Germany advance to quarterfinals, exert muscles on sorry Sweden

Celia Sasic scored twice and set up Anja Mittag for another as highly-touted Germany negotiated their first Women’s World Cup knockout hurdle easily, eliminating Sweden 4-1 Saturday afternoon at Ottawa’s Lansdowne Stadium.

The win booked Germany a quarterfinal Friday in Montreal against the winner of Sunday’s France-Korea Republic clash.

"I think we were clearly the better team," Germany manager Silvia Neid said after the match. "We played well, but we are not yet world champions, and we now have to focus on likely France."

Sasic set up Mittag to put the Germans ahead in the 24th minute, then scored from a 36th minute penalty and a 78th minute header as Silvia Neid’s team controlled much of the match on a warm afternoon in the Canadian capital. Linda Sembrant got the lone Swedish goal with eight minutes left before Dzsenifer Marozsan scored an outstanding, individualist’s goal, stretching out remarkably to beat Hedvig Lindhal with two minutes remaining in normal time.

That Marozsan goal made the final score reflect the nature of a match which showcased Germany’s credentials and again exposed Sweden’s lack of attacking balance and overall speed.

Germany, in fact, could have been two goals ahead in the first three minutes, but neither Alexandra Popp nor Simone Laudehr could convert golden opportunities. Popp shot over the open near top corner inside the first minute when she was left alone eight yards away, then Laudehr was put in one-on-one against Lindahl but saw the Swedish keeper prevail in the challenge.

The gilt-edged chances didn’t continue to flow but the Germans were very much on top when Mittag and Sasic combined to punish Swedish loss of possession in midfield in the 24th minute. The two exchanged passes before Mittag come down the inside left channel, stepped inside 22 meters out and smacked her shot past the diving Lindahl. It hit the inside of the far right post before settling into the net for her fifth strike of the tournament.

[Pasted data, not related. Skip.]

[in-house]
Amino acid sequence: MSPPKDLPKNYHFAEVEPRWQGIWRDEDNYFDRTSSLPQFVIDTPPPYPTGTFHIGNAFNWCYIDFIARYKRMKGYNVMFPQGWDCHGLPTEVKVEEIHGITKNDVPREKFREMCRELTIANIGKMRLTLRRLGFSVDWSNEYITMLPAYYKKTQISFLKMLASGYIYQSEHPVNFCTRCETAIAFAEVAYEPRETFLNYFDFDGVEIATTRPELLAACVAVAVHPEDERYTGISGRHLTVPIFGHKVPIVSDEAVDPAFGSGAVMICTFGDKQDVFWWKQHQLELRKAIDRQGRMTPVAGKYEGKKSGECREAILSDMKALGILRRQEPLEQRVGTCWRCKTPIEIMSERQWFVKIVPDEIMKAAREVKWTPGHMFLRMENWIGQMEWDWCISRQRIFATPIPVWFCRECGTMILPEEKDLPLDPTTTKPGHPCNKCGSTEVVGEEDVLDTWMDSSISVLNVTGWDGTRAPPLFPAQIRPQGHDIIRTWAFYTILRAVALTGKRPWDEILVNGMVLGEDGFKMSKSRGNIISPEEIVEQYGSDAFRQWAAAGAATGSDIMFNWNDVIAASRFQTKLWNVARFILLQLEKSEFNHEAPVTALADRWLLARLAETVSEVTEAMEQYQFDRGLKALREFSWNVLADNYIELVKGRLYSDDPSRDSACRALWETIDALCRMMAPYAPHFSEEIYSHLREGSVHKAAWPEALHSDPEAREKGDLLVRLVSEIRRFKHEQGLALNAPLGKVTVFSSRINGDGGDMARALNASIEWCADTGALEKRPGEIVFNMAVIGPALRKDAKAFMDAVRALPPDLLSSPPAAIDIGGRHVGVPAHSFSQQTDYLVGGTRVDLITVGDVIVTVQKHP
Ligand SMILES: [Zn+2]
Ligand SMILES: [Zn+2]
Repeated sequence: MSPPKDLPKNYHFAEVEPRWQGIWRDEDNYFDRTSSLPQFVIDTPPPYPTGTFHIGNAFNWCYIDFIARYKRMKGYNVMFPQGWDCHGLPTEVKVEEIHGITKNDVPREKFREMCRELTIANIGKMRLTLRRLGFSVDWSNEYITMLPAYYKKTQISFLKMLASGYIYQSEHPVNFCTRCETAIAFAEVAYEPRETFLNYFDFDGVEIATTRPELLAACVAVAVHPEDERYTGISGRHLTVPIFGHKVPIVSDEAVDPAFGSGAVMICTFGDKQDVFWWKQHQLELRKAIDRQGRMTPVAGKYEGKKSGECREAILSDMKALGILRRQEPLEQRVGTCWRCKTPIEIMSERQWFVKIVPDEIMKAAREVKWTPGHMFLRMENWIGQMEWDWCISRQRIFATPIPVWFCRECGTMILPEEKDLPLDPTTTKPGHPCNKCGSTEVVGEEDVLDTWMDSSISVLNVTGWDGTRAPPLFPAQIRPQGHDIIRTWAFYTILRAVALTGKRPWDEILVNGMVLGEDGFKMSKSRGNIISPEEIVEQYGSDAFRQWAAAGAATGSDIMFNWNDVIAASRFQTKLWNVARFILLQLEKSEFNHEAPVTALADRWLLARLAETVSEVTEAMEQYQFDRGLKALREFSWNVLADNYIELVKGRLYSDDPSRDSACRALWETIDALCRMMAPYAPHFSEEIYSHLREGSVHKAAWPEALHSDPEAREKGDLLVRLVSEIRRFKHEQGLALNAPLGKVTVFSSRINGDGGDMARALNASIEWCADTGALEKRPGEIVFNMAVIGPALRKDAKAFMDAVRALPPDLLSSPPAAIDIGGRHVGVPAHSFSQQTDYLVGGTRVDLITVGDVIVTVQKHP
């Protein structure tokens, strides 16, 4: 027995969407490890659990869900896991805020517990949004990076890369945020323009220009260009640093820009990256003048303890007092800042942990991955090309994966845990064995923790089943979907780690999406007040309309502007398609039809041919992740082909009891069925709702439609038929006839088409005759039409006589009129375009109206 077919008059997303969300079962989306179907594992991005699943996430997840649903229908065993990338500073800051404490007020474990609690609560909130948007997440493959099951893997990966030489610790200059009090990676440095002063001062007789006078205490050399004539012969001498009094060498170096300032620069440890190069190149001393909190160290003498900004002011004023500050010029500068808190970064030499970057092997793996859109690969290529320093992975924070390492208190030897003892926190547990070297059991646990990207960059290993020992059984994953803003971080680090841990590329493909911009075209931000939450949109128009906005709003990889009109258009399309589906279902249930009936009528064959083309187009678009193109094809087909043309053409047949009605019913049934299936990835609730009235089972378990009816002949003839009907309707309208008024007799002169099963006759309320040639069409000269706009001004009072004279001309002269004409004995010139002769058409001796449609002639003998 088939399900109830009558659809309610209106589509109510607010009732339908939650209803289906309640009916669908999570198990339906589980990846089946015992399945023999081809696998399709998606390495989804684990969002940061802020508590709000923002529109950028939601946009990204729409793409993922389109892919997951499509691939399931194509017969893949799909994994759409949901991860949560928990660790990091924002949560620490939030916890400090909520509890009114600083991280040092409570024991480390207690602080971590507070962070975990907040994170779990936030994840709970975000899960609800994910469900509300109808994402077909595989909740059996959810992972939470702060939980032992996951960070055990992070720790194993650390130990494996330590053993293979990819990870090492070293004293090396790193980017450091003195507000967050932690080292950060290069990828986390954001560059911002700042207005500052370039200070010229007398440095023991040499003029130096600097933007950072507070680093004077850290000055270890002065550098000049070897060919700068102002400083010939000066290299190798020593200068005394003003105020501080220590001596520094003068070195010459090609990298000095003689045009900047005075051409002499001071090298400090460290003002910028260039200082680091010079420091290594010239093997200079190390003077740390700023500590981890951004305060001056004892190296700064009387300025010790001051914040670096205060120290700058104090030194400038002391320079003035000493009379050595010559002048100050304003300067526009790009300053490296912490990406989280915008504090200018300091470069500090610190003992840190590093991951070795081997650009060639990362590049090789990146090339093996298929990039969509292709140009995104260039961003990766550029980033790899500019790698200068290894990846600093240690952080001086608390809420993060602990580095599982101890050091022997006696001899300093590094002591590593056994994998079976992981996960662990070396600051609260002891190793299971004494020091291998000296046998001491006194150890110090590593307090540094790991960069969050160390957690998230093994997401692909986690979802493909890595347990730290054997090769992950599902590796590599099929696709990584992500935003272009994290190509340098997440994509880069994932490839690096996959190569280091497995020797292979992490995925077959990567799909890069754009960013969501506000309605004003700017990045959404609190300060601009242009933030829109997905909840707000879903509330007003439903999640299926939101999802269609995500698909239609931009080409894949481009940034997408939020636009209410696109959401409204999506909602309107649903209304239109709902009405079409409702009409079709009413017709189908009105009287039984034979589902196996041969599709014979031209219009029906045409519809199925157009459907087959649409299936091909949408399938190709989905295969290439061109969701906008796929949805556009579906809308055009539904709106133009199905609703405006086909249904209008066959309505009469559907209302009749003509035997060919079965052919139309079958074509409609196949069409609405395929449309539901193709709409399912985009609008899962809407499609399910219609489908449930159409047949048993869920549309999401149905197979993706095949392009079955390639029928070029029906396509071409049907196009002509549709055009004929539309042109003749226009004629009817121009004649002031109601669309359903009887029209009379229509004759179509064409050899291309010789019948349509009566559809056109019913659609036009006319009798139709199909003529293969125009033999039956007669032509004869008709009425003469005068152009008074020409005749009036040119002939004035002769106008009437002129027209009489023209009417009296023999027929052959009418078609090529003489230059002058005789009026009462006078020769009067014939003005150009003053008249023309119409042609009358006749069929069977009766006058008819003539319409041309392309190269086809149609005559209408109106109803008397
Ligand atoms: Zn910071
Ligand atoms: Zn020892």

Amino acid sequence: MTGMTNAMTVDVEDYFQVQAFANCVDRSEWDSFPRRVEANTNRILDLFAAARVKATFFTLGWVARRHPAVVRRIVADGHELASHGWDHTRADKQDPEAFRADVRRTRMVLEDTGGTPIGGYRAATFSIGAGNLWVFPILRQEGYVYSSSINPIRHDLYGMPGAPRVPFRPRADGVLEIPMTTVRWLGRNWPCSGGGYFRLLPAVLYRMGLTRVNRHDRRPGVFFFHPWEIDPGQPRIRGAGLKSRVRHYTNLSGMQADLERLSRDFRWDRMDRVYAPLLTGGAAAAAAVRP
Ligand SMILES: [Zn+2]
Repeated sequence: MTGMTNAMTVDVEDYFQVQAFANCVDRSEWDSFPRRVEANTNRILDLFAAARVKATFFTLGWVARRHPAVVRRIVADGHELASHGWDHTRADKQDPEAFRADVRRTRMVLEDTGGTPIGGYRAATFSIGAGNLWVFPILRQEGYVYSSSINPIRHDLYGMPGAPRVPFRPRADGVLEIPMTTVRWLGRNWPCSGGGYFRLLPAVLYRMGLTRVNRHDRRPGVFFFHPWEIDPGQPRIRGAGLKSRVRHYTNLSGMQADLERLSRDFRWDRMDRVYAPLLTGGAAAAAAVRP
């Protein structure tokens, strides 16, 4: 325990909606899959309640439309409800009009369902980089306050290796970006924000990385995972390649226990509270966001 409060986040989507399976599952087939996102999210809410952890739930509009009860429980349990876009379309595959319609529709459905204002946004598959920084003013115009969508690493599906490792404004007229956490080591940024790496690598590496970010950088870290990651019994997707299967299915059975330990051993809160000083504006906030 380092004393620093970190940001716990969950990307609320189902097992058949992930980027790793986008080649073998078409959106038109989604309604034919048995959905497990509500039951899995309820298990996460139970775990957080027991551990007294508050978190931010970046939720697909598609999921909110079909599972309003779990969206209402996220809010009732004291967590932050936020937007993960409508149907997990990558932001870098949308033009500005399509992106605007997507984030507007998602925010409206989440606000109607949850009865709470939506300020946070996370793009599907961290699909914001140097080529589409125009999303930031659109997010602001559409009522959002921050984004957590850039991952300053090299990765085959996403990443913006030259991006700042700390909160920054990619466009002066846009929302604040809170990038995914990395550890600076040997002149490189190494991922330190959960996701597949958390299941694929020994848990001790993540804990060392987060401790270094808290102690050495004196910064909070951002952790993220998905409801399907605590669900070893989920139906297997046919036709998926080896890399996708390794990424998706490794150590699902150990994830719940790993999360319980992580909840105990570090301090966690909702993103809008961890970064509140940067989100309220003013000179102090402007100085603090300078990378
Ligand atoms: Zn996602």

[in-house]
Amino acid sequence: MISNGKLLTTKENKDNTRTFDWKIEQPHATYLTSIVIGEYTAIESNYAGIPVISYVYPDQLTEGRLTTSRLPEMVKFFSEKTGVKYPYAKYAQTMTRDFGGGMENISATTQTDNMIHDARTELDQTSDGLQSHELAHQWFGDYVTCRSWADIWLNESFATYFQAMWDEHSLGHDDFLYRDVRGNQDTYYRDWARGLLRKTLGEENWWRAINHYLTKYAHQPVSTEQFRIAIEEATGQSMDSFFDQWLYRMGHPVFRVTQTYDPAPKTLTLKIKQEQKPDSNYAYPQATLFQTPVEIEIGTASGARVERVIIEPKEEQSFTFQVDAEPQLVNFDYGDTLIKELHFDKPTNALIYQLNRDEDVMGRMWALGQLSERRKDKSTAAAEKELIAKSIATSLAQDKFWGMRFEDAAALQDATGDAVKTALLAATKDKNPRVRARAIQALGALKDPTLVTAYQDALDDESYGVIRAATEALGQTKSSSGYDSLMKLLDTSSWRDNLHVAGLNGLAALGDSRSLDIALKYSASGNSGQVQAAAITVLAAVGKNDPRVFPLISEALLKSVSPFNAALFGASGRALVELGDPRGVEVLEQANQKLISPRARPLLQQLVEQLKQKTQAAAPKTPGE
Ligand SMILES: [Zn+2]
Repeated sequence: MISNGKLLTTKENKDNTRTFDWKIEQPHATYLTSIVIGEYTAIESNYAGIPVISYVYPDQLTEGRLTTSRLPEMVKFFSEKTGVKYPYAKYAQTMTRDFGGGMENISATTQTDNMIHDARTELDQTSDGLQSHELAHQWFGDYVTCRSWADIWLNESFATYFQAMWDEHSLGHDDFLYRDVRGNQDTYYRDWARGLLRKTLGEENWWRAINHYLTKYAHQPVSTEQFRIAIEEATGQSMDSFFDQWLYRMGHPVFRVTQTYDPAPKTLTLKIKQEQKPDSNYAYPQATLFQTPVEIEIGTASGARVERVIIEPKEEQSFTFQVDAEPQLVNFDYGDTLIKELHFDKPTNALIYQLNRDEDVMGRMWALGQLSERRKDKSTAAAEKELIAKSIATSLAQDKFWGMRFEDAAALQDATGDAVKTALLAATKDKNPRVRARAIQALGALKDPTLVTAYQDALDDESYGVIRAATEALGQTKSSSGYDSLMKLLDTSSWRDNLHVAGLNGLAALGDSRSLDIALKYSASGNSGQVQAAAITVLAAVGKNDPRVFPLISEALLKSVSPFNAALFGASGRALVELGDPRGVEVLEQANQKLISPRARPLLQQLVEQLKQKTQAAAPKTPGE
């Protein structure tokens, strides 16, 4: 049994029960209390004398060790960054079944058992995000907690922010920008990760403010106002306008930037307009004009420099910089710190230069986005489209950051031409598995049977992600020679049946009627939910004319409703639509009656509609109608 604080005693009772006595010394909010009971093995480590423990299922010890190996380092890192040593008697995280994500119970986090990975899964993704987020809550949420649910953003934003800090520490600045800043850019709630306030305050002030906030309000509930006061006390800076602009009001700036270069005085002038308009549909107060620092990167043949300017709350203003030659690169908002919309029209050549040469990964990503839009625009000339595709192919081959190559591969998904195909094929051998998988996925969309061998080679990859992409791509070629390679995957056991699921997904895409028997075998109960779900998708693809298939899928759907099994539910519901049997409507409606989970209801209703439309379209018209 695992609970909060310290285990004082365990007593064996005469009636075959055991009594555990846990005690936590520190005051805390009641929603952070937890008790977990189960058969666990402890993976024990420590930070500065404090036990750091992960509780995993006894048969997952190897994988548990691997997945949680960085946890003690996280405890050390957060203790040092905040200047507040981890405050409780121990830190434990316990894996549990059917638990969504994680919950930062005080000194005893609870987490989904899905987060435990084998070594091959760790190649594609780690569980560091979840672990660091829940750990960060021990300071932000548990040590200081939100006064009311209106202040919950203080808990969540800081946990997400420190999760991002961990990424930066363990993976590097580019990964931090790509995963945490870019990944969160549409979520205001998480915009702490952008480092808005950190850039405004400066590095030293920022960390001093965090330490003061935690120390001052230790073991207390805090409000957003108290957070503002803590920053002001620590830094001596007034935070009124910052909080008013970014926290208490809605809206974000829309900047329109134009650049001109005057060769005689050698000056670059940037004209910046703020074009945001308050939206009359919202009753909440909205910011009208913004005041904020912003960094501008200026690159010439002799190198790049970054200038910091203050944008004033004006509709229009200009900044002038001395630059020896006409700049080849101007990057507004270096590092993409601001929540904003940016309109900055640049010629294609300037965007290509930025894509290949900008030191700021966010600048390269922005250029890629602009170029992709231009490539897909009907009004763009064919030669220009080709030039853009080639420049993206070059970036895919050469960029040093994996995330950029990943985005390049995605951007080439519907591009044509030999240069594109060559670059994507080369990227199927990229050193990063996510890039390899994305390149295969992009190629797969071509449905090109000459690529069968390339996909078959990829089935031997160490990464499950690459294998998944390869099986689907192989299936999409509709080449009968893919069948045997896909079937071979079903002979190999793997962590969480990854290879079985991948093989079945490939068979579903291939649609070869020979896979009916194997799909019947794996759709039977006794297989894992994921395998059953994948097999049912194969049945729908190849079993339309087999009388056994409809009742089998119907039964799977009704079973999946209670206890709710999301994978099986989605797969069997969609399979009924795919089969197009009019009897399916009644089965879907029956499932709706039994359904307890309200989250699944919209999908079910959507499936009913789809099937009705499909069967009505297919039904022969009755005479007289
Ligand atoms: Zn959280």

Germany nearly got caught out three minutes later when Saskia Bartusiak had to take a yellow card to stop a Sofia Jakobsson break down the left. That card means Bartusiak will miss the German quarterfinal, however, as it was her second of the competition.

Mittag and Sasic combined again — with the help of a poorly-executed tackle by Manda Ilestedt that was deemed a penalty kick by the North Korean referee — to make it 2-0 for Germany in the 36th minute. This time it was Mittag running onto the pass and being caught in the area by the tackle. Sasic put away the spot kick.

Sweden had a chance to get back into the match in the final minute of the first half but Jakobsson could not get her far post header on the frame from Lotta Schelin’s fine cross from wide on the right. Nadine Angerer was somewhat fortunate to not be beaten by a Therese Sjogran 55th minute Swedish corner that nearly tucked in at the far post, but the veteran German keeper reacted well and scrambled the ball away from danger. Sweden was making few chances so the failure to convert what they did create meant the Germans were never seriously under pressure.

Lindahl had to finger-tip a Lena Goessling cross from the left over the bar in the 64th minute as the Germans came close to the third, which finally did arrive with 12 minutes left. Then it was Sasic getting her second with a close range header after Laudehr’s shot deflected off the midsection of Sara

Thunebro, rattled against the left post and came back neatly for Sasic. Sembrant got Sweden its consolation in the final 10 minutes with an excellent header to Sjogran’s pass but for most of the afternoon the Swedes could not pressure the German defense or Angerer, who did have to make one more late save to deny Jakobsson.

Marozsan finished things with her goal and Sweden left Canada without a win, having drawn three before Saturday’s defeat.

"Germany’s a very good team, and they deserve to advance," Sweden manager Pia Sundhage said. "I’m really sad at the fact that we didn’t advance to the next round, because it means so much to the women’s game in Sweden, that’s really tough."

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